Speaking at a launch event for the paper in Whitehall, former Conservative MP Nick Herbert said the CSG’s aim is to address systemic problems in the system of public administration, and reiterated the paper’s view that any systemic overhaul would require greater collaboration between both politicians and the wider public sector, as well as the private sector.

“There is, I believe, a growing consensus, both in the political world and in Whitehall, that there are systemic issues that are the responsibility of politicians and the public service to address together, and that we have a common endeavour,” he said.

“In the same way, we didn't find ourselves constrained by all debates about public versus private, these too were behind us, I think of the example of the Nightingale Hospitals built at such speed at the beginning of the Covid epidemic… they were achieved as a result of what I call fusion government by the combined efforts of the public sector, private sector and indeed the military.”

The CSG is a project of GovernUp, “an independent, non-party research initiative that offers evidenced-based solutions for all political parties to adopt”, which is itself an initiative of Project for Modern Democracy.

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All three are chaired or co-chaired by Herbert, who established the Project for Modern Democracy in 2014 as a registered charity “to promote more efficient government and good citizenship”.

Herbert’s comments echo those made my former health secretary Matt Hancock and chief digital officer at healthcare innovation unit NHSX Tara Donnelly in July 2020, in which they praised the private sector’s collaboration with the NHS and encouraged greater involvement in tech development after the pandemic.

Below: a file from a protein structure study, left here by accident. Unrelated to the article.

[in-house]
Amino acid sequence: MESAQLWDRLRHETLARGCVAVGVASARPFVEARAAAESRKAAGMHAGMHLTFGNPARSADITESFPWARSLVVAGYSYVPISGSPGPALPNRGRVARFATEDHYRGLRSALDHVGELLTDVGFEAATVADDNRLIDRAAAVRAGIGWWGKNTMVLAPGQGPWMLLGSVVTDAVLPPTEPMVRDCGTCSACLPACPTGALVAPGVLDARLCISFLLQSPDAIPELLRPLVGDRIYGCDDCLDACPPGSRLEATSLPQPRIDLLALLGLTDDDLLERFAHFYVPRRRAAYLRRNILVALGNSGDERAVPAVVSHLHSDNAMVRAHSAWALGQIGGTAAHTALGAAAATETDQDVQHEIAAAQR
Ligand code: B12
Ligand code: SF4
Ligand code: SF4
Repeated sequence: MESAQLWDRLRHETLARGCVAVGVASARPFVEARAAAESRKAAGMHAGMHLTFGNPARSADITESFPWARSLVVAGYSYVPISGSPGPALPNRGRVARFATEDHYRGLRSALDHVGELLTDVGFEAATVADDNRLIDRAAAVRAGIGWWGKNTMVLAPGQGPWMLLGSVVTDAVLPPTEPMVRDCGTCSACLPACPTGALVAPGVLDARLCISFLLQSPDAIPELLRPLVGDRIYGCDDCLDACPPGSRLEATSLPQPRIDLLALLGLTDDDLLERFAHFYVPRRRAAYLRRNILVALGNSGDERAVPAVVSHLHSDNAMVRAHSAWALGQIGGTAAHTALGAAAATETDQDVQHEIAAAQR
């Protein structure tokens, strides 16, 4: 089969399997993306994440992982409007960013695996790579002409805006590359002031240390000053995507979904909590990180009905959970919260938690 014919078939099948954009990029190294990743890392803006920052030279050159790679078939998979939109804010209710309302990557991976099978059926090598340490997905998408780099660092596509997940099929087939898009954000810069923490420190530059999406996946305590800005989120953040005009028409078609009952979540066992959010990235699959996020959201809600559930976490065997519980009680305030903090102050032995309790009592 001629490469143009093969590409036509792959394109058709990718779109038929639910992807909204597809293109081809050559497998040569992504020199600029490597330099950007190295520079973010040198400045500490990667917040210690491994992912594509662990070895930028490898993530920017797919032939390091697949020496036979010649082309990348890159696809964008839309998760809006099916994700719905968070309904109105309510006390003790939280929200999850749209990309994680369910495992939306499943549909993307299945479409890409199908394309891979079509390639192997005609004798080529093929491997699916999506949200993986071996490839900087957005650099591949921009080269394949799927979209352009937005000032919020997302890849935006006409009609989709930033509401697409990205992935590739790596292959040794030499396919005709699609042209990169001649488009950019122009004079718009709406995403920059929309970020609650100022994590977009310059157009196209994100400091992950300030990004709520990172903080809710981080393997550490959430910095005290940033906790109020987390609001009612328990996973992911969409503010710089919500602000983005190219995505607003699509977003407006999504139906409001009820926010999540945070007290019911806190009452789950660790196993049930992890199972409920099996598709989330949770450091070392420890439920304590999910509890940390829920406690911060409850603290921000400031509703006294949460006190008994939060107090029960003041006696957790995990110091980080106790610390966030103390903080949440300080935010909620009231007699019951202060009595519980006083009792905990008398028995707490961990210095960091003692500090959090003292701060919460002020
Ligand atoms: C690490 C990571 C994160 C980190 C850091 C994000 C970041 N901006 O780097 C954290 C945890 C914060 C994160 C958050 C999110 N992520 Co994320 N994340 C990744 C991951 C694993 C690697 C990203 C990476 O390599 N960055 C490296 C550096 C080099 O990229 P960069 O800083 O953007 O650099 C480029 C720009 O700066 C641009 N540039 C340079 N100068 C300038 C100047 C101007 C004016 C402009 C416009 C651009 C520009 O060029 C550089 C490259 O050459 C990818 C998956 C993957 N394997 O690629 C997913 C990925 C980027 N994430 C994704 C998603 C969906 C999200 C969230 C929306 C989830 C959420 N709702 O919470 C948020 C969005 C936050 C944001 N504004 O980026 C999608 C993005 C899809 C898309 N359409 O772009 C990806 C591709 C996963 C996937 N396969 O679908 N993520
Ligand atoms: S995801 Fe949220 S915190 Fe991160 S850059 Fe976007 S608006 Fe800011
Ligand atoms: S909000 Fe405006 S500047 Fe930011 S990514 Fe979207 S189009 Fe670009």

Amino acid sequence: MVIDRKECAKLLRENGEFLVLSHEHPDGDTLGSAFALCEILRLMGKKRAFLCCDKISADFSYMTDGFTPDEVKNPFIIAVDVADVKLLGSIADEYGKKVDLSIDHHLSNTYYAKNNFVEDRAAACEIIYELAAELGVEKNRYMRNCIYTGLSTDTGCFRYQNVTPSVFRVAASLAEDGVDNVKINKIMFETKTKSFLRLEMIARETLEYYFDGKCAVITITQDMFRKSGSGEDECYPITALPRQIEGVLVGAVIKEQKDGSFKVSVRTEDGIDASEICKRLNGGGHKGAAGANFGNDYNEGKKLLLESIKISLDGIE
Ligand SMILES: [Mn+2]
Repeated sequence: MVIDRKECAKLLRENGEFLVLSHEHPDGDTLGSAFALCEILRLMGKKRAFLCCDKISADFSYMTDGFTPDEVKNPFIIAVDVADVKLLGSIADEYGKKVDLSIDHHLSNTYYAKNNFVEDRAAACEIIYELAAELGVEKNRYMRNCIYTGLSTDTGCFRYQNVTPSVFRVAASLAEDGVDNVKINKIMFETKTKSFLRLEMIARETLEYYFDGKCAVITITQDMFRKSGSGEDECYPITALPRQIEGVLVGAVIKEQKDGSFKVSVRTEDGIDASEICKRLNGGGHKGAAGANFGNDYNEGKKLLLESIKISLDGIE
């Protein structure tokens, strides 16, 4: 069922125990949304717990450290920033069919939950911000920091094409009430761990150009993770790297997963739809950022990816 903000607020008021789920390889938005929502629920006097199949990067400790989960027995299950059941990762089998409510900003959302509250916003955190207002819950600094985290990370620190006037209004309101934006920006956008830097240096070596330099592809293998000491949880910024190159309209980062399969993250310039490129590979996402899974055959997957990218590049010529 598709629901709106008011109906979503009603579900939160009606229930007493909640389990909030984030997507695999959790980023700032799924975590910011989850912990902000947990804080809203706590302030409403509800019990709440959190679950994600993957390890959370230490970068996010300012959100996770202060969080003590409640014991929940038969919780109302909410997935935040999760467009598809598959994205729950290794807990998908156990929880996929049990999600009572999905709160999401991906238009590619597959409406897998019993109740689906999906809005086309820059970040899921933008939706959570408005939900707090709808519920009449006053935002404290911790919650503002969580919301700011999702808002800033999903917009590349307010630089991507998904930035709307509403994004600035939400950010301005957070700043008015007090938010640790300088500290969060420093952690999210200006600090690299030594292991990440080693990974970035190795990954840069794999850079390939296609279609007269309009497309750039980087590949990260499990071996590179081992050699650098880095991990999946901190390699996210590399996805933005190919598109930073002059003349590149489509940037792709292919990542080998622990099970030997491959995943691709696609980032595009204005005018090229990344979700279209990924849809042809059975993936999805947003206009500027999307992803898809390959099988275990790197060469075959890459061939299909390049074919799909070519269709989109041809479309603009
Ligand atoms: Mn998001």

“The old row about what’s delivered through the public sector and what’s delivered through the private sector has abated enormously,” said Hancock at the time.

“What really matters when there’s a proper crisis is how can you deliver the mission on which you are engaged, whether that’s treating Covid or stopping the spread of the epidemic – it matters far less the badge of the person who’s doing the job.”

The CSG’s paper builds on its previous work on digitising public services, which found that a lack of “willingness to genuinely engage citizens and stakeholders” in the development of new technologies.

“The government needs to think about how the service or product being developed and introduced will not just solve a problem, will not just avoid doing harm, but actually will help those in greatest need and strengthen society more broadly,” said the CSG in a discussion paper released in October 2020.

“Guided by this overarching principle, digital services should follow a number of additional tenets, including: designing for users’ privacy, technical security, and data integrity; focusing relentlessly on the users’ need and feedback; adopting a ‘test and learn’ approach to digital services; setting clear and open targets for success; and working in the open, ideally auditably, and under clear governance arrangements.”